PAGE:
Trade Shows / 01.25.16 / By Chase Howells

Snowed In

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Happy New Year and welcome to the other side of Snowmaggedon 2016!IMG_20160124_123020698c

As I’m writing this, I am stuck at home for the fourth straight day. Many of you probably spent the weekend in a similar fashion. Fortunately, technology has allowed me to at least make Friday and Monday productive.

I am not someone that works from home often, I am typically in the office or on the road, but I know that telecommuting is a growing trend. In fact, there are projections showing that within 5 years almost a third of the workforce will be telecommuting. Figure this in with the virtual trade shows and events trying to capitalize on this that happen totally online and try to recreate the face to face feel. Is this going to hurt face-to-face marketing? Honestly, I feel it does the opposite.

After spending four straight days at home, I need to get out and see other people. My wife feels the same way, and conversations with clients are telling me this as well. We all enjoy the fact (sometimes) that technology enables us to be accessible real time anywhere on the planet, even if that is sometimes blocked into your home office by a wall of snow, or a few days a week at home to not fight the daily commute. But a couple of things really draw us out; teamwork and sales. A lot of times we’re working on a task as part of a team, and in person collaboration is much smoother. When it comes to sales, especially B2B, you want to meet the person face to face because it helps to establish that necessary level of trust.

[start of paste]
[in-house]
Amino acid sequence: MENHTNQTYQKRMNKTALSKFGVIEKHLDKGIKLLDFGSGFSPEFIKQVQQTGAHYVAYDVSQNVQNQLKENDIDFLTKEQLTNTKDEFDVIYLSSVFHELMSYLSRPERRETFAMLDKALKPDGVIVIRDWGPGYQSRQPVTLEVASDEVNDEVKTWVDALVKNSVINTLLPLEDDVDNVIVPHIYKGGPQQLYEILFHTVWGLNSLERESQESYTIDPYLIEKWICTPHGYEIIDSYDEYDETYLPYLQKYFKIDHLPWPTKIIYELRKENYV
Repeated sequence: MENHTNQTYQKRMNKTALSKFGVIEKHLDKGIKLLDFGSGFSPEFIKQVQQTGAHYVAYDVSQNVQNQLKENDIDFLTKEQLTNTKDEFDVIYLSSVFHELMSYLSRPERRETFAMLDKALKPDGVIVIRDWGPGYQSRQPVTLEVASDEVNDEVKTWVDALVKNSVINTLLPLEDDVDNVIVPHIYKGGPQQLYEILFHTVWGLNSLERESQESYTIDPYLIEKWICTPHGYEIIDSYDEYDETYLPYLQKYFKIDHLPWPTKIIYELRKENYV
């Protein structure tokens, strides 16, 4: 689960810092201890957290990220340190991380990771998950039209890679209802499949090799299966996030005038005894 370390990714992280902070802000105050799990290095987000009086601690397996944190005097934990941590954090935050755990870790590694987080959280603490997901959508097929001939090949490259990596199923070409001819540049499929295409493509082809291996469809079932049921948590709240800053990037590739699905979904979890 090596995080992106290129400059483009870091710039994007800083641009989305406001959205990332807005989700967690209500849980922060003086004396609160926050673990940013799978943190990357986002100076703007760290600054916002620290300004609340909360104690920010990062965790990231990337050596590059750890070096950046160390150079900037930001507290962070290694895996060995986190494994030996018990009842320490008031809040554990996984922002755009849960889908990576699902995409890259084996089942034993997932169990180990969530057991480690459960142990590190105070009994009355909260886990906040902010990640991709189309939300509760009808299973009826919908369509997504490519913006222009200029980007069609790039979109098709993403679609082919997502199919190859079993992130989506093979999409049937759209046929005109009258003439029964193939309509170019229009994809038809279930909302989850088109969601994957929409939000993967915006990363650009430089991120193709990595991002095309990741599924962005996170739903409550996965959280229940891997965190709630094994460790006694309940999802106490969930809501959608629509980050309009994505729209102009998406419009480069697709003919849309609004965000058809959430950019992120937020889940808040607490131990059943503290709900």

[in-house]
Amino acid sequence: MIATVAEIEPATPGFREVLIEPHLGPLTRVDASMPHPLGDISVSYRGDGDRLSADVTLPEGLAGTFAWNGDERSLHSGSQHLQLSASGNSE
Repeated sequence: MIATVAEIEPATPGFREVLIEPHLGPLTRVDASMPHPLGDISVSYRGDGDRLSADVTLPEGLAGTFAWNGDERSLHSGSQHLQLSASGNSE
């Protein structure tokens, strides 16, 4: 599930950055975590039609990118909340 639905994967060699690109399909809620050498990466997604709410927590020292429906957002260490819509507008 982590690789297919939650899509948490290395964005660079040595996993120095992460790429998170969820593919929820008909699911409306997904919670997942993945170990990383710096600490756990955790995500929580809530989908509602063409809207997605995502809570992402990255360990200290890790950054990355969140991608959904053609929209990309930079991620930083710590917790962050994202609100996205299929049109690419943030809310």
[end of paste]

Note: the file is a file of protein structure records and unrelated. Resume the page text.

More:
Trade shows and events work with both of those areas. A lot of times you’re bringing in remote employees from the field as well as corporate office personnel and companies can utilize this time for team-building and bonding. Off-the-clock happy hours, meals and unique local experiences. From the sales perspective, both the buyer and seller have a chance to meet face to face and build a better rapport in and sometimes outside the trade show/event. Many of my closest client relationships are with those who I’ve broken bread with in a city we don’t call home. At the same time, my weakest relationships are those who make a quick purchase that I don’t have a chance to ever see in person.

Being cooped up even just for a few days made me feel disconnected. I looked forward to getting back around people again. The same way being in the office day-to-day gets me to look forward to getting out and about with clients. Setting aside the stresses of exhibiting and setting up events, I get to hear excitement from clients about traveling to different places and what is on the itinerary for them. This leads me to believe people don’t want to operate entirely remotely. Not 100% of the time. There is no technology that can replace a handshake and a smile. So, let’s dig out and connect!